Your Pre-Divorce Holiday Season Coping Guide

There are many unanswered questions that you may face in the New Year, but for now coping with the reality is a challenge.

There are many unanswered questions that you may face in the New Year, but for now coping with the reality is a challenge.

by Lynn Waldman, LCSW

Have you been facing this holiday season with a mix of emotions; on one hand, hoping things will get better in your relationship, while at the same time dreading another holiday feeling stuck, empty, alone and wondering why you stay?

Suppose part of you has decided you are going to leave your marriage, but you need to get

Lynn Waldman, LCSW

Lynn Waldman, LCSW

through this holiday season for yourself and for the sake of your children. There are many unanswered questions that you may face in the New Year, but for now coping with the reality is a challenge. Staying calm in front of family, friends and children may be one of your goals.

Clients often struggle with how to make the best of things until they can leave their relationship. One coping strategy that works for clients begins with letting go of expectations. Letting go of hoping things will change or get better or that you will feel differently. Sometimes it is a relief to just accept things as they are. With acceptance comes a willingness to let things unfold and be as they are, as opposed to a sense of willfulness and of trying to change things we have no control over. To feel the willingness of accepting things as they are, try sitting with your arms slightly outstretched, palms up, take a breath, and repeat to yourself, “it is what it is.”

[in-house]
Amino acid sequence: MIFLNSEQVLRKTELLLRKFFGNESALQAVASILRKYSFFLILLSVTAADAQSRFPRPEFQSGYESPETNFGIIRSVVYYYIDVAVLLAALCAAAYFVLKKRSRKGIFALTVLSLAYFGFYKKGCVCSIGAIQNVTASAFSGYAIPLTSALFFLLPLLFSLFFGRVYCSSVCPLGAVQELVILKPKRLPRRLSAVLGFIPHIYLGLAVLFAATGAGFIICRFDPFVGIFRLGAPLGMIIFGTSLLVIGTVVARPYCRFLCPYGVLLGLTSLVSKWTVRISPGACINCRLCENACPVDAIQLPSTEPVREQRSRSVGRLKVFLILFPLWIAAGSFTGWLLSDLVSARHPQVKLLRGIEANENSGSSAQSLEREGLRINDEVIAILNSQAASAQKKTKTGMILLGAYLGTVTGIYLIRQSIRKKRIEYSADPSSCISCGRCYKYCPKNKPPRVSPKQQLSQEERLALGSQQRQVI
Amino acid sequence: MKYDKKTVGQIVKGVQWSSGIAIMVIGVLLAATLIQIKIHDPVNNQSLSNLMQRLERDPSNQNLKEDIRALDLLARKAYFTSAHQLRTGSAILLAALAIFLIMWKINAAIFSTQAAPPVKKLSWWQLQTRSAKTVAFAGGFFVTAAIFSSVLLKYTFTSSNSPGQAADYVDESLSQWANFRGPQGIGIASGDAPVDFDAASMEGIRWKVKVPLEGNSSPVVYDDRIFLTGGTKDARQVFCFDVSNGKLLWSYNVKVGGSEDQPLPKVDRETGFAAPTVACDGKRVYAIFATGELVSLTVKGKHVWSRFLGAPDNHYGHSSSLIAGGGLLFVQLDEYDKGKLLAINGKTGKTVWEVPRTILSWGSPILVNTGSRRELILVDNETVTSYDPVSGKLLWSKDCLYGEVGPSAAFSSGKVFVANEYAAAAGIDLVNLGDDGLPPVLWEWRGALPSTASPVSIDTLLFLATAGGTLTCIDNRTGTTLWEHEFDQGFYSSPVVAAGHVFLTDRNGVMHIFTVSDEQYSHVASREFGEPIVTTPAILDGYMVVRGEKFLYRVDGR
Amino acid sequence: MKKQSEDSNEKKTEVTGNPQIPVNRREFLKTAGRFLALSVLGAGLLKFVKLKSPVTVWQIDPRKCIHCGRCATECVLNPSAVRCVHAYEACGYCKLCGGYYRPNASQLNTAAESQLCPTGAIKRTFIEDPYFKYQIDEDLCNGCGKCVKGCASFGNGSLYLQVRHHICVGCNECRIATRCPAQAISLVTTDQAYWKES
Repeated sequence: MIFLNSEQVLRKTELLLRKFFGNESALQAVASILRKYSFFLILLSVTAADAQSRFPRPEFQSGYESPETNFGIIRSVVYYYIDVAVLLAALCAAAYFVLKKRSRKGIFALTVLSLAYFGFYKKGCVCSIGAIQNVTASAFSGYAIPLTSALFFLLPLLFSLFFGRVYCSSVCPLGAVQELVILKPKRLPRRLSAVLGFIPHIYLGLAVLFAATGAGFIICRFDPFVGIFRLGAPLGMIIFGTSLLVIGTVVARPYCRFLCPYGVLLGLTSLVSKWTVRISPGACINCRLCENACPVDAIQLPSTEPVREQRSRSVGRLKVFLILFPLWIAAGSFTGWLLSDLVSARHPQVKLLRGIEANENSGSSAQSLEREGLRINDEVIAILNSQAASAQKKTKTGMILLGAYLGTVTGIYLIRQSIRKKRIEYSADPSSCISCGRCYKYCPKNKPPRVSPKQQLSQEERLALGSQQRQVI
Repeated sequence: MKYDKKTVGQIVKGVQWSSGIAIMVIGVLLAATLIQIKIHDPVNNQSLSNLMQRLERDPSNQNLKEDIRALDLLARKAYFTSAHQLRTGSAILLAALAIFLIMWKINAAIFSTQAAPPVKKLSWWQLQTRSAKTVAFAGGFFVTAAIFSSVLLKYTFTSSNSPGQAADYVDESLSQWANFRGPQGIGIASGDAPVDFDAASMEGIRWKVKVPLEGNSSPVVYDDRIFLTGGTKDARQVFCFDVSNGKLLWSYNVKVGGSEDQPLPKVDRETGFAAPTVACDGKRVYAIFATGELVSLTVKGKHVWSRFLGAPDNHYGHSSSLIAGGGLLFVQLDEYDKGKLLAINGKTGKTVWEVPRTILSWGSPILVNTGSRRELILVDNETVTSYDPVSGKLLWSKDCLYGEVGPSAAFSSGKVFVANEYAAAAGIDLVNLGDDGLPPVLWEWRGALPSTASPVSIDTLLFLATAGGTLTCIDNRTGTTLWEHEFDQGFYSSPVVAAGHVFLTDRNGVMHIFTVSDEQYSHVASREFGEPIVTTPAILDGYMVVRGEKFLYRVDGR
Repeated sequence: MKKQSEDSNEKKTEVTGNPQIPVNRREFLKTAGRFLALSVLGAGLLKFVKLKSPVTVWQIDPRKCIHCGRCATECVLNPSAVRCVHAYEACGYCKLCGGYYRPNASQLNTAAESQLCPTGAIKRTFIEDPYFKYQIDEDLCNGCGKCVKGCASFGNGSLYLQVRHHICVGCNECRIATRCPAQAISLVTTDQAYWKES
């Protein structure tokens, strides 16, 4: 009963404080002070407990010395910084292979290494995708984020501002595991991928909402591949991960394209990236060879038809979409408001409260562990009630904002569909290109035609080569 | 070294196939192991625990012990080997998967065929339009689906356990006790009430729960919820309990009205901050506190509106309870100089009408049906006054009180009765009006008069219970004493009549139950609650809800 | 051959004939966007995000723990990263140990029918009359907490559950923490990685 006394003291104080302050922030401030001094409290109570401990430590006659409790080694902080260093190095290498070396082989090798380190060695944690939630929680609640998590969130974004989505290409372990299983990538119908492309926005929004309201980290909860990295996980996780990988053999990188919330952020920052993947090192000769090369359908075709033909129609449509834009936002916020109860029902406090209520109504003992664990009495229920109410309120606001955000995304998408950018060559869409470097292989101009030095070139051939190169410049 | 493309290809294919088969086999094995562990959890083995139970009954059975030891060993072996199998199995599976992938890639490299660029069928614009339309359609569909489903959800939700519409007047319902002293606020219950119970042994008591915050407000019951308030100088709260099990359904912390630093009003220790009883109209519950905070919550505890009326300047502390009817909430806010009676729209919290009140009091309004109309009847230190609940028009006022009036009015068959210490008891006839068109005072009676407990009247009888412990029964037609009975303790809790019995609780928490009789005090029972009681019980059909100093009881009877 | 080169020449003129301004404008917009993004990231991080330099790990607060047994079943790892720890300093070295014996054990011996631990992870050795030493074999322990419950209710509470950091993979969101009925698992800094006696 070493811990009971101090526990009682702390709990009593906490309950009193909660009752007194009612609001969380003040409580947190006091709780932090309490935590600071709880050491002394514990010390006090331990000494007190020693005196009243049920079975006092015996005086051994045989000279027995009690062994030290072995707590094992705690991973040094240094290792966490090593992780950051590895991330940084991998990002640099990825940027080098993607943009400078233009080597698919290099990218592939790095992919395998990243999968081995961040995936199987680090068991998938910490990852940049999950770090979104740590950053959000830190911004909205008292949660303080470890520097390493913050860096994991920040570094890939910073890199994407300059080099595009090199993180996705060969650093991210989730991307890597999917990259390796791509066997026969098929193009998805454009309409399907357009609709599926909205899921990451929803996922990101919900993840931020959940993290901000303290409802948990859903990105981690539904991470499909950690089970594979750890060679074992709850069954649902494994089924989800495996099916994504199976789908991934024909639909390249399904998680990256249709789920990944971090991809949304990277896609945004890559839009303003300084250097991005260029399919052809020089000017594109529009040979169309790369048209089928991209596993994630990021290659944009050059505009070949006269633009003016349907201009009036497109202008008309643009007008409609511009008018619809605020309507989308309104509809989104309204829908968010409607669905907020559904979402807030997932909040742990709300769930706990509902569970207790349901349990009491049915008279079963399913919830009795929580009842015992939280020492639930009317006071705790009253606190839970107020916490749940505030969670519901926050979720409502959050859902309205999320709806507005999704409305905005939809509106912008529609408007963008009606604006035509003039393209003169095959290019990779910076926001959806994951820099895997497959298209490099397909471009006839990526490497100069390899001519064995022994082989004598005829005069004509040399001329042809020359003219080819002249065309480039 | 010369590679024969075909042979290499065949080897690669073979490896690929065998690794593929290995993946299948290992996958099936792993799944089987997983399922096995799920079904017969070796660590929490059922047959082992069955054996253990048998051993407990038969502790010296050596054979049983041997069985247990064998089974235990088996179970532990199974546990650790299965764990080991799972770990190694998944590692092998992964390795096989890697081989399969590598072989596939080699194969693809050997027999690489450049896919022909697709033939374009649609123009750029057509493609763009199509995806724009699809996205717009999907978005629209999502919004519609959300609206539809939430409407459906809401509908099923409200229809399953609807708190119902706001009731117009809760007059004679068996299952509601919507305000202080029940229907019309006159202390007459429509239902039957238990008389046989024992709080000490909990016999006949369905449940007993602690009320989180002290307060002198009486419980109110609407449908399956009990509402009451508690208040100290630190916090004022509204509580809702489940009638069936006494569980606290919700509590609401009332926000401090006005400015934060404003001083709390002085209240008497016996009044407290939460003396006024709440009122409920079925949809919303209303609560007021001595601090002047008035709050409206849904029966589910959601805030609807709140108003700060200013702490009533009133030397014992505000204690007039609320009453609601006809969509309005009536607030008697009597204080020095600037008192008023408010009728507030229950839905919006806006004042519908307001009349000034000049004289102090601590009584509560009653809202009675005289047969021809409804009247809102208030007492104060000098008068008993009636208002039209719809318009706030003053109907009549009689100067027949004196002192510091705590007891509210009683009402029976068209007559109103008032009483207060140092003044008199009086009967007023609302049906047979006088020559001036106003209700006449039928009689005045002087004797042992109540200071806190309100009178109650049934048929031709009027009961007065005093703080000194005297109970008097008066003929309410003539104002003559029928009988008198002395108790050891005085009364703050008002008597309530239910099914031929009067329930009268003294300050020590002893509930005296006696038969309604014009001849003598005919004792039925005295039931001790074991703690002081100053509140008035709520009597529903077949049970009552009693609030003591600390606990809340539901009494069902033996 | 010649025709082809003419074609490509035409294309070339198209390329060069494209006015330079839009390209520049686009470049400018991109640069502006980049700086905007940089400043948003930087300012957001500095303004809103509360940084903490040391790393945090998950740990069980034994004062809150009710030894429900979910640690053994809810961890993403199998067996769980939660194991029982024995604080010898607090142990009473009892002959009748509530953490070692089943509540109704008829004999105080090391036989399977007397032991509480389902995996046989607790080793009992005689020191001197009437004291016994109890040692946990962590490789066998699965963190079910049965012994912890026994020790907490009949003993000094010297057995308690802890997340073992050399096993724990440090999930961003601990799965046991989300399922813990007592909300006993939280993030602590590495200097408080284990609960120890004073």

Another coping strategy is to check into your thoughts. When we have difficult feelings, it is often due to a difficult thought lurking somewhere in our minds. We may not even be aware of the difficult thought. With the difficult thoughts and feelings we often engage in behaviors we may regret. Try and identify those thoughts and feelings. Naming feelings often releases us from the overwhelm. Also, ask yourself, “what else may be true besides my difficult thought?” Focus on the facts of the situation, and if you need more information, seek out professionals who may be able to help. Remember, just because we have a thought or a worry, does not mean it is true.

In going forward with your divorce, the Collaborative process is one that takes into consideration, not only the legal and financial aspects of your marriage, but also your emotions and the emotions of your family. A Collaborative divorce coach offers assistance with coping skills to help you manage through the transition of divorce while focusing on the best resolution for everyone.

While this holiday season may be the last you will spend under the same roof with your spouse and co-parent, you certainly will have many more holiday seasons to come. Making the best of this season may be the best gift you can give yourself and your children this year.

What Is A Divorce Coach – and Do I Need One?

A Divorce Coach can help couples maintain caring and respect through the process to help the entire family move forward in a healthy way. Photo: Josh Kenzer, Creative Commons license

A Divorce Coach can help couples maintain caring and respect through the process to help the entire family move forward in a healthy way. Photo: Josh Kenzer, Creative Commons license

by Lynn Waldman, LCSW, and Tina Mears, LMFT

lynn2_md

Lynn Waldman, LCSW